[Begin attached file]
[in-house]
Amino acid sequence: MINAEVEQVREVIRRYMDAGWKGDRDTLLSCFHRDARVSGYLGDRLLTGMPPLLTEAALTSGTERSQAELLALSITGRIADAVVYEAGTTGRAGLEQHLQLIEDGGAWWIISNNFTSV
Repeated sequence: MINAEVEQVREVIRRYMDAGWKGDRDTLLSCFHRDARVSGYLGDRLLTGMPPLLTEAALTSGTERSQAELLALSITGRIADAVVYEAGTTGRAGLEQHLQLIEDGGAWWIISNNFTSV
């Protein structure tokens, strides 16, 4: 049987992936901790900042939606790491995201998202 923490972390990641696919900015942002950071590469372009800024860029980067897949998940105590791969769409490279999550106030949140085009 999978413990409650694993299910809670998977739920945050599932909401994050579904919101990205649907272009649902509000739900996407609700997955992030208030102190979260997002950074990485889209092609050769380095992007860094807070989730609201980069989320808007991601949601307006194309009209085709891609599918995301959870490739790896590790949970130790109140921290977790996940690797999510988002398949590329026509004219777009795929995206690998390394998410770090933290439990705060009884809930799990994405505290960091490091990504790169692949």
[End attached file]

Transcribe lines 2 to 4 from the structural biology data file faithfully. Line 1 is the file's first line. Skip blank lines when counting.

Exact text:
Amino acid sequence: MINAEVEQVREVIRRYMDAGWKGDRDTLLSCFHRDARVSGYLGDRLLTGMPPLLTEAALTSGTERSQAELLALSITGRIADAVVYEAGTTGRAGLEQHLQLIEDGGAWWIISNNFTSV
Repeated sequence: MINAEVEQVREVIRRYMDAGWKGDRDTLLSCFHRDARVSGYLGDRLLTGMPPLLTEAALTSGTERSQAELLALSITGRIADAVVYEAGTTGRAGLEQHLQLIEDGGAWWIISNNFTSV
């Protein structure tokens, strides 16, 4: 049987992936901790900042939606790491995201998202 923490972390990641696919900015942002950071590469372009800024860029980067897949998940105590791969769409490279999550106030949140085009 999978413990409650694993299910809670998977739920945050599932909401994050579904919101990205649907272009649902509000739900996407609700997955992030208030102190979260997002950074990485889209092609050769380095992007860094807070989730609201980069989320808007991601949601307006194309009209085709891609599918995301959870490739790896590790949970130790109140921290977790996940690797999510988002398949590329026509004219777009795929995206690998390394998410770090933290439990705060009884809930799990994405505290960091490091990504790169692949």